Things That'll Probably Happen at That Networking Event You're Going To in SF
You work in tech—and you're in San Francisco? Shocking.
If there’s one thing that can be said about San Franciscans, it’s that we sure do love our city – quirks, nuances, isms, Sushirritos and all. Every place has its stereotypes, and they can be even more amusing when they play out in front of you in a perfect echo of déjà vu.
If you’ve been to a panel or networking mixer lately, you already know that the following come hand in hand with your nametag and the event’s predetermined #TwitterHashtag.
You’ll have a socially awkward encounter – and it won’t be your fault
Social awkwardness has been well-documented on Silicon Valley for good reason. We’re the undisputed tech capital of the world, and there’s no shortage of brilliant minds around here. But sometimes it feels like there are more conversational fumbles in this place than there are BART delays.
A lack of stable eye contact, politeness or ability to speak beyond one-word answers can be a tragic side effect of the ubiquitous startup-branded hoodie. Sometimes, all the free craft beers in the world can’t loosen up a floundering social situation.
How to deal: Don’t let yourself feel embarrassed, just move on when a friendly icebreaker doesn’t ignite a conversation. Better yet, if you’re looking to network with people in certain industries or at a particular company, volunteer to run the sign-in desk. It’ll keep you in the know about who’s present and help you put a face to a name so you can park by wine station and innocently drop a conversation icebreaker.
You’ll make a new bestie and never hear from them again
Sometimes a great conversation buddy isn’t a challenge to find at all. Let’s say you strike up a chat with the person sitting next to you that you’re actually stoked about. By the end of the evening, you’ve brainstormed at least three business ideas with your new friend, exchanged business cards, added each other on Linkedin and promised to grab lunch next week.
Then, crickets ensue.
How to deal: don’t be afraid to be the initiator. San Francisco is a city full of hustlers, but sometimes you’ve gotta be the one who puts the pedal to the gas.
On the other hand, if you feel like you’re having a hard time connecting with people at these types of events (understandable – it can feel very forced and unnatural) look for other ways to increase your level of involvement with the hosting organization.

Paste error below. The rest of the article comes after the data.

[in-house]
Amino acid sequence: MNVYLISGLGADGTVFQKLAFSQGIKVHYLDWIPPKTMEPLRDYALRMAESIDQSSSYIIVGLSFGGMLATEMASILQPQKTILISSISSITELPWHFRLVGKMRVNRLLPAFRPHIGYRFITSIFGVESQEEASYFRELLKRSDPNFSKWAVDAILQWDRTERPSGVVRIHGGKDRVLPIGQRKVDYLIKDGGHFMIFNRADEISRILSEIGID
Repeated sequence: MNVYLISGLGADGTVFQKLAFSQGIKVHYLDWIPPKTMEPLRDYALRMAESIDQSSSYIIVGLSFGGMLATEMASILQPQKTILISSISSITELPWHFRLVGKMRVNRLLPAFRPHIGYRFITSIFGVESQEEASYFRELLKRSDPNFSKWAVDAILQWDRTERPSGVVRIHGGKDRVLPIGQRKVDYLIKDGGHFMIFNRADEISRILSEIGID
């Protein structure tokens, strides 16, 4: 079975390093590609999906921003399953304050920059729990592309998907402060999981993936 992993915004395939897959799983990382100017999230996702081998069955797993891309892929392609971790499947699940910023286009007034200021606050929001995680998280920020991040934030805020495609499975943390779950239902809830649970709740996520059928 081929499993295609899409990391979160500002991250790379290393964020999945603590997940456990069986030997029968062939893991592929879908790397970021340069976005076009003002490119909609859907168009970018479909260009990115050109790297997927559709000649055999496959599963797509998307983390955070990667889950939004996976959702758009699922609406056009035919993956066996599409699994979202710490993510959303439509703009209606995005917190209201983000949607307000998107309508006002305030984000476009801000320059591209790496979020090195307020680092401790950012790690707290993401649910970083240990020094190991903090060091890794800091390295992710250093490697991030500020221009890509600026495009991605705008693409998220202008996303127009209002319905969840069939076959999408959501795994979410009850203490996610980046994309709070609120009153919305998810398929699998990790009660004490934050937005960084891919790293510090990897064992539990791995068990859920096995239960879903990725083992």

Find out who the leaders are. Get in touch. Help out with future events. Consistency leads to stronger connections.
Someone will dominate the Q&A with unnecessary questions
It’s great that many panels allot time for a brief Q&A session after The Next Mark Zuckerberg shares his Silicon Valley Cinderella story. It’s less great when someone tries to hijack the Q&A with four questions in a row or grill the speaker, but it happens from time to time here.
How to deal: if you don’t manage to have your question forwarded to said speaker, try sending a friendly e-mail or tweet letting him know how much you enjoyed hearing his story and insights. You can also try to get a word with him after the event is over, but be prepared for a very long and cutthroat line to form the second the event is dismissed.
Someone will complain about the vegetarian food options running out
We’re a diverse bunch who are generally accommodating of alternative lifestyles, but sometimes avocado bruschetta bites are too good for the omnivores to pass up.
How to deal: BYOKC (bring your own kale chips).
You’ll hear the comparison-game in the background
You can’t walk down a street in downtown Palo Alto without hearing “VC” or “algorithm.” Similarly, it’s hard not to overhear someone introducing their startup as the next Google/Uber/Airbnb, “but better.”
How to deal: Welcome yourself to the Valley. Even if you’ve lived here your whole life. Enjoy the vibes and the Anchor Steam.
Here's where you can practice your Networking chops:
If your networking game is rusty, a great place to start is Pizza & 40’s, hosted by folks at The Hustle. Past speakers include founders of Hint, Philz Coffee and Behance. Geek Girl Dinners are great for the STEM ladies in the Valley. They’ve co-hosted events all over the Bay Area with just about every company from Google to Genentech. Also keep your radar tuned for General Assembly’s calendar – they often offer free workshops that can help you sharpen your skill set and learn something cool.